But, you know, you could write books (that nobody would read) about this...


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qscrisp
qscrisp
Sun, Jul. 29th, 2007 04:11 pm (UTC)

I believe it also has the reading 'shiki/jiki', as in 'danjiki', to fast.

Sorry, just thought I'd be a smart-ass while I'm here.


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akabe
akabe
alin huma
Fri, Jul. 27th, 2007 11:07 pm (UTC)

Akira Asada talks (it's somewhere online), in socio-economic terms which often tends to be a bit more refreshing and poignant then zen metaphors, about japan already manifesting the basic conditions of post-podernism in late edo. interesting read if you can find it.





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(Anonymous)
Sat, Jul. 28th, 2007 01:57 am (UTC)

He also told Derrida that Japan couldn't be deconstructed because the Japanese already deconstructed everything, at which Derrida said something to the effect of, yeah, I seriously doubt that.


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akabe
akabe
alin huma
Sat, Jul. 28th, 2007 02:44 am (UTC)

and to some degree he would've been correct.

was Asada showing off how cool japan is or implying that power is more difficult to challenge precisely because it shows it's mechanism and carries its own undoing?

weren't Derrida's last efforts about showing deconstruction to be embedded in ancient chinese thought and stuff ?




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(Anonymous)
Mon, Jul. 30th, 2007 08:03 am (UTC)

Small point: dungarees are basically what were until recently Levis - jeans, denim pants.
The flap-down garments are called overalls, or in some rural American parts - overhauls. Similar garments with sleeves are coveralls.


ciao


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niddrie_edge
niddrie_edge
raymond
Fri, Jul. 27th, 2007 01:45 pm (UTC)

losing your religion ?
: )


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peacelovgranola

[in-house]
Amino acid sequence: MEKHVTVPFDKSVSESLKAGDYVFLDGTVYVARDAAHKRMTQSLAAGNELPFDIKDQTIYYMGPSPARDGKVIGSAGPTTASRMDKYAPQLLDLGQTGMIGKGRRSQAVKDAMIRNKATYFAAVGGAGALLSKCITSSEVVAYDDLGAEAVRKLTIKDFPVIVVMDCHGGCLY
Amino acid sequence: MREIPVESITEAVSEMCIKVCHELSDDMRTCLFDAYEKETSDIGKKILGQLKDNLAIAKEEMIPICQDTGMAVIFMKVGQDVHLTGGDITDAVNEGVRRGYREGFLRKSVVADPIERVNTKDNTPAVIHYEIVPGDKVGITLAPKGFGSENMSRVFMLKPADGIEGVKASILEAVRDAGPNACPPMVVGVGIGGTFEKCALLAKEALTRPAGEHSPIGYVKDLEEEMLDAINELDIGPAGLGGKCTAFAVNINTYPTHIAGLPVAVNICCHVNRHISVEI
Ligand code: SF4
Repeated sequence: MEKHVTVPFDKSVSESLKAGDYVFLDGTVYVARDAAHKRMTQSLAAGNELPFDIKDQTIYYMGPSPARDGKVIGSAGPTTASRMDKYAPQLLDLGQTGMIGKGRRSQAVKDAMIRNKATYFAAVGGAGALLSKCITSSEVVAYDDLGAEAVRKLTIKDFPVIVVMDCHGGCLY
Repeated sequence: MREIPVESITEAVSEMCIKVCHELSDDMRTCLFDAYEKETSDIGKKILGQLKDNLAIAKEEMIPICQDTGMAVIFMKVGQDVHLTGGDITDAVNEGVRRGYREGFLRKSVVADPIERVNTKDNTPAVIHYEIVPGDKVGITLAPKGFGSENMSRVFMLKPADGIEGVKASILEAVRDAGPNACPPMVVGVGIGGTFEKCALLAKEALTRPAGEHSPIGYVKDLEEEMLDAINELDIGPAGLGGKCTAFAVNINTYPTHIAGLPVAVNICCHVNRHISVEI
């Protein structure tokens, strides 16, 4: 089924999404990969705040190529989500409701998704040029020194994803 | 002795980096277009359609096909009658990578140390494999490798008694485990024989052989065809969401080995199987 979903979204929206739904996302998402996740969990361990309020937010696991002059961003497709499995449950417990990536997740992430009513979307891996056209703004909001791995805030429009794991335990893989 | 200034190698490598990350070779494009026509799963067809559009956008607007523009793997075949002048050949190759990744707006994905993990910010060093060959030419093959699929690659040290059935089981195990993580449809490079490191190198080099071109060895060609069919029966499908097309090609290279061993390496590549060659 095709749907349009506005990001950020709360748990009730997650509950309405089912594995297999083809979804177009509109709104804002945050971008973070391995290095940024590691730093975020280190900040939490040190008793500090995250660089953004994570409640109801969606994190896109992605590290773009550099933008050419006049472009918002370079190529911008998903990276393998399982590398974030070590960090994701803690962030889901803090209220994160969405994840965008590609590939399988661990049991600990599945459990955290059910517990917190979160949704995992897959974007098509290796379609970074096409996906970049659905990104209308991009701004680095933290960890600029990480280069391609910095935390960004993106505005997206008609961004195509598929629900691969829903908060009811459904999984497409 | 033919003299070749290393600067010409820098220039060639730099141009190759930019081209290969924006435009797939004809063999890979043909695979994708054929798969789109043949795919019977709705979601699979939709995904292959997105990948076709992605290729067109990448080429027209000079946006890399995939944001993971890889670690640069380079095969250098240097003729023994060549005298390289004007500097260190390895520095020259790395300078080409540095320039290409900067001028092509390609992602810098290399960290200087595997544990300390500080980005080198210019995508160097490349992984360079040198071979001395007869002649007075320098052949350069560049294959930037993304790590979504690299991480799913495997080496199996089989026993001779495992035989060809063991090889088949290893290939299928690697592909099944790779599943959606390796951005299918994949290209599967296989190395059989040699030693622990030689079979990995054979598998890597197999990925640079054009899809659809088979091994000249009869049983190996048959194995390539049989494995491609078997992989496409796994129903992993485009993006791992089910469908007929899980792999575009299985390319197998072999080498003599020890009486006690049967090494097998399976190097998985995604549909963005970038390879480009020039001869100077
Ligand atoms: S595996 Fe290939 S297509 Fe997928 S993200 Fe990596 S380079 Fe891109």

-
Fri, Jul. 27th, 2007 08:58 pm (UTC)

i like that you can assemble japan--and that japan also
assembles you(me), too.

i really want to see this diner film now.
(speaking of movies, we watched oshima's
cruel story of youth the other night--the japanese
rebel without a cause, as it's sometimes called).

a couple of small points on pomo:
i'm thinking pomo doesn't "embrace" cultures
as much as it "manifests" itself from within them
(at different times, since all cultures are on different
trajectories, at different points on different spectrums)

also, i was thinking maybe islamism is also pomo
because it's harkening back to a pre-modernist
expression? shades of lyotard's idea that the post-
is somehow pre-... islam is a tricky one, but never-
theless extremely important and interesting...


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microworlds
microworlds
Sparkachu Maelworth
Fri, Jul. 27th, 2007 10:05 pm (UTC)

I really hate being off-topic on your posts, but I came across this,/a> list of "obsolete" musical instruments and thought of you. Have you used any of these instruments? I know Jonny Greenwood has used the Ondes Martenot, and you most likely have used one of those synthesizers.

Maybe you could try tracking down one of the instruments and trying it out. It could be new inspiration, you never know!

(I'd also like to direct you to
this post in momus_lolz)


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microworlds
microworlds
Sparkachu Maelworth
Fri, Jul. 27th, 2007 10:07 pm (UTC)

ARRGH WHAT IS UP WITH ME MESSING UP HTML THESE DAYS?

First link

Second link


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imomus
imomus
imomus
Fri, Jul. 27th, 2007 10:29 pm (UTC)

I was playing Toog's Schillio Clavioline in Paris a couple of weeks back:



Second link -- wow! Hats off! And everything else too!

I think I have no reason not to friend momus_lolz now...


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microworlds
microworlds
Sparkachu Maelworth
Fri, Jul. 27th, 2007 10:36 pm (UTC)

How exactly did it sound? I'm not a musical genius when it comes to octaves and all that. I saw in the article that it creates brass and string sounds, did you perhaps use it during one of your gigs?

All for you, Momus! It shows just how much I love you. ;)


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imomus
imomus
imomus
Fri, Jul. 27th, 2007 10:41 pm (UTC)

Actually, I should have said I saw one at Toog's place -- for some reason he couldn't switch it on. The oldest electronic instrument I've played (and owned) is a theremin. A wooden one.


ReplyThread Parent
microworlds
microworlds
Sparkachu Maelworth
Fri, Jul. 27th, 2007 10:49 pm (UTC)

Aah, I see! Well I guess that one is going to be a little mystery then, isn't it? Actually, quick Youtube searching brings this video up. I guess it DOES create a realistic brass sound. Interesting!


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imomus
imomus
imomus
Fri, Jul. 27th, 2007 10:53 pm (UTC)

That vid shows quite well how it's designed to clip on under more conventional keyboards, like a synth parasite!


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(Anonymous)
Fri, Jul. 27th, 2007 11:29 pm (UTC)

hi, I'm very grad, that you've enjoyed it.

And I've not downloaded these movies.
Sorry, it's secret, from where it comes :)

---Yoshito


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(Anonymous)
Sat, Jul. 28th, 2007 03:26 am (UTC)